Massive Spreadsheet: Collaborative Economy Funding

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Click on the above image, or you can advance to the Spreadsheet of the Collaborative Economy Funding, to see a multi-tab analysis of funding, which I update on a regular basis. Caveat: This sheet is incomplete: People continually submit new data to me, and early stage funding is often not reported in public.

The Collaborative Economy continues to be a darling of tech investors. In a few short years, these companies have received incredible amounts of funding, totaling nearly $7 billion across 169 startups, with no signs of it slowing. Startups continue to seek investors to raise more funds, and investors are pressured by their own partners to get into the sharing and collaboration space. Here’s a few previews of what you’ll find in the sheet:

  • This sheet contains ten tabs, with the main data tab having 513 rows, and five dynamic graphs, it includes:
    • Summary tab
    • Funding by Date (and year-by-year graph, and month frequency)
    • Funding by Value in descending order (and graph)
    • Funding by round type (a form of value)
    • Funding by Industry (and graph)
    • Comparison to popular social networks (and graph)
  • As of today, there’s been a whopping amount of $6,884,248,411 funded in this market
  • Span of Analysis is 12 years, however most has happened this year
  • The transportation space has received the greatest amount of funding (see graph), dwarfing all other industries
  • Total Startups Funded: 169
  • Total Funding Events: 512
  • Average Amount Per Funding Round: $14,933,294
  • Average Total Funding Per Startup: $40,735,198 (that includes the outliers, like Airbnb and Uber)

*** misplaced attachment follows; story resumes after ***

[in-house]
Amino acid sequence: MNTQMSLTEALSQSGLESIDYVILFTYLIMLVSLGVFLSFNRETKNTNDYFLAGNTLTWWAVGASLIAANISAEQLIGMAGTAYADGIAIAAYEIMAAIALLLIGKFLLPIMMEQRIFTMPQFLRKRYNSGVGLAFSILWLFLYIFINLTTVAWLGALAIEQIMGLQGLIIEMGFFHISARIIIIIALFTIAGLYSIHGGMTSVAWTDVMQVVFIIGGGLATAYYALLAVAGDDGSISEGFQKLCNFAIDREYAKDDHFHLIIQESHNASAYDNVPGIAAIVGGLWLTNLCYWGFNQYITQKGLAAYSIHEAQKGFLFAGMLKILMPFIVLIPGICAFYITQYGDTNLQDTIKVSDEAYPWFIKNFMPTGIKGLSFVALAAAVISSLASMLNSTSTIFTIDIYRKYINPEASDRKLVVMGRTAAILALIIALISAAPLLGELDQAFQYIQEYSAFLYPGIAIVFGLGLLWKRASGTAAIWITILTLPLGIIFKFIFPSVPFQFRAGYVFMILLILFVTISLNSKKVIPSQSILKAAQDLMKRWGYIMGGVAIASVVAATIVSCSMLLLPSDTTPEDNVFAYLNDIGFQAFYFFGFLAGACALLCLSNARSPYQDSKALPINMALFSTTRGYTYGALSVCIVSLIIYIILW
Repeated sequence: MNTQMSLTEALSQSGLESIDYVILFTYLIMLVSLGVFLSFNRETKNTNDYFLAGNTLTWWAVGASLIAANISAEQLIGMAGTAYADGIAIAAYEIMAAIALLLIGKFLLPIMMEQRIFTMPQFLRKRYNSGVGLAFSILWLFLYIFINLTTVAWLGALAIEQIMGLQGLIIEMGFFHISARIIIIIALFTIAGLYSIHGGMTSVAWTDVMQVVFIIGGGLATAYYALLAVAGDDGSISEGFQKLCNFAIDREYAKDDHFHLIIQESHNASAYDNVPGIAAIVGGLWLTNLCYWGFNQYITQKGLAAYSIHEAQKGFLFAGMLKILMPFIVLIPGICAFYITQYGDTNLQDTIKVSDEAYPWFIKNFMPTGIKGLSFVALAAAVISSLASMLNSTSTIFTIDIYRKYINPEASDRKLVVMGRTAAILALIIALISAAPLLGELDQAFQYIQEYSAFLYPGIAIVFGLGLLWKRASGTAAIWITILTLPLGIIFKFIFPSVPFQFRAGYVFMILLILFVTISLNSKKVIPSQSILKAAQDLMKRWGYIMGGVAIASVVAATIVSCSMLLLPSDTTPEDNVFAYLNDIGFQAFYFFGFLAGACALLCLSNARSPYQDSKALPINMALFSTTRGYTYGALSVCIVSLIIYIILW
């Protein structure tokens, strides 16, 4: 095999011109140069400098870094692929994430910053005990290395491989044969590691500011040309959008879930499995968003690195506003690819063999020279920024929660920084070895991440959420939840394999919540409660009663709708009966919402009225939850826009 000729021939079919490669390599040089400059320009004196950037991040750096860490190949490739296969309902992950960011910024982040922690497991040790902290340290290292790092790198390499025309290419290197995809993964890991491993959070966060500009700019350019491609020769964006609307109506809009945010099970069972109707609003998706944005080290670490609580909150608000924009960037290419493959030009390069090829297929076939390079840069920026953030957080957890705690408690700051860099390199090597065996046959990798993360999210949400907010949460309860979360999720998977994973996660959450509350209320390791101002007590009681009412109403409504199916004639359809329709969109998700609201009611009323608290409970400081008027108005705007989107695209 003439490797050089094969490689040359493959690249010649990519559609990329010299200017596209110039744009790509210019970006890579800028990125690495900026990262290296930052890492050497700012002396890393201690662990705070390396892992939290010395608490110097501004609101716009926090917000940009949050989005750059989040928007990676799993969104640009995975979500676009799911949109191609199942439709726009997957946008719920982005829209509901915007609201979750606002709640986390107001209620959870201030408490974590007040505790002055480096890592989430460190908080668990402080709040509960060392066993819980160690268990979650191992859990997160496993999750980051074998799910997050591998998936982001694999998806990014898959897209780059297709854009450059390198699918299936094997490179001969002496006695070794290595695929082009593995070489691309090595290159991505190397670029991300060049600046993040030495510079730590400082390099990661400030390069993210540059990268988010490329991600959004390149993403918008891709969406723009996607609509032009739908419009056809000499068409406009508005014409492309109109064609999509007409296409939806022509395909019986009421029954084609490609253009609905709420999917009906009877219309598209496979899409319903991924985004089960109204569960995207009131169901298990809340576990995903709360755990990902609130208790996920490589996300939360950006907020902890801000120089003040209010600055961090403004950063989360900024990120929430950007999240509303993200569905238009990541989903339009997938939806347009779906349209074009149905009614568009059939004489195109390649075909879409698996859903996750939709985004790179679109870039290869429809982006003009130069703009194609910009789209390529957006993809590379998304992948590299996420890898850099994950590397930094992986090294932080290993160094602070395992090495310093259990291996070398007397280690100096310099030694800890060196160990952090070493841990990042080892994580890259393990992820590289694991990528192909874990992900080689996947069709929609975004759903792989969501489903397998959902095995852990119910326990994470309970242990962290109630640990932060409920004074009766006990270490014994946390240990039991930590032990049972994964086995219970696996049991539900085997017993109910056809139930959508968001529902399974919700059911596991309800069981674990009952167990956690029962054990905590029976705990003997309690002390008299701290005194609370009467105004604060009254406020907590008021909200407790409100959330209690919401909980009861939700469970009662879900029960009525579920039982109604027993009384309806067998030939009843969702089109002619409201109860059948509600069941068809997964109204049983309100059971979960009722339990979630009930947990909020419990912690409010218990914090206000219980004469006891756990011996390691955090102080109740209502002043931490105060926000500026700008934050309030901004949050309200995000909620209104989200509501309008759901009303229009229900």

• If you remove the outliers (Airbnb and Uber), the Average Total Funding Per Startup is $28,931,647
  • There’s been more funding in this market than in Social Networks, by 26%, which I’ve written about on a prior post

Over the years, I’ve analyzed social network funding and the resulting social business software funding, and can see some patterns that are likely to repeat. Don’t expect most of these startups to succeed, as many are clones in a winner-take-all marketplace. Funding continues to pour in, and I expect us to cross the $7 billion marker in just a few months.

Transportation dominates the funding space, with Uber, Lyft, and BlaBlaCar taking the lion’s share. This is “market one” to be impacted, as there are significant numbers of idle vehicles that can be activated using mobile technologies. Crowdfunding, P2P Lending and other crowd-based currency industries are next, closely followed by physical space, and physical goods. Expect additional funding to follow in these categories.

I hope this sheet provides additional market clarity. You can use this funding data to forecast which types of startups will matter in the coming years. I had created a sheet tracking 2014 data, as I saw a surge in Q2. I am now abandoning that for the above sheet, due to the initial project success.


6 Replies to “Massive Spreadsheet: Collaborative Economy Funding”

  1. Has your blog exclusively switched to coverage about the collaborative economy? I used to absolutely love your perspectives on digital marketing and social business, but I feel content here has completely shifted.

    If that is the case, I am going to depart this blog. Nothing against the collaborative ecomony or your insights therein, just doesn’t provide any value to me personally as I had a strong connection to your past content.

  2. Definitely parallels and I noticed the shift (here’s evidence: but I never knew whether it was an outright departure or not.

    I guess I just miss your wonderful thoughts on social strategy and the amazing insight you were able to provide ( for example:

    …but I understand you’re in different territory now! 🙂

  3. Jason, so glad to have this great dialog with you!

    I actually don’t think it’s a departure at all. The first phase, people *created* media and *shared media* (blogs and then social networks). We call that social media

    In the next phase of evolution, the people are *creating* physical goods (maker movement and crowdfunding) then sharing what they already have (sharing economy) using similar technologies.

    If one thought social media was disruptive –they haven’t seen anything yet!

    Remember how we had to help big companies as the people known as the audience are now on stage? Now, we have to help big companies turn their business model to alter now that the crowd is creating products with them!

    In summary: If you were successful in social business –you will be very successful here in the Collaborative Economy –it’s a similar play

    How does that sound? Join us 🙂

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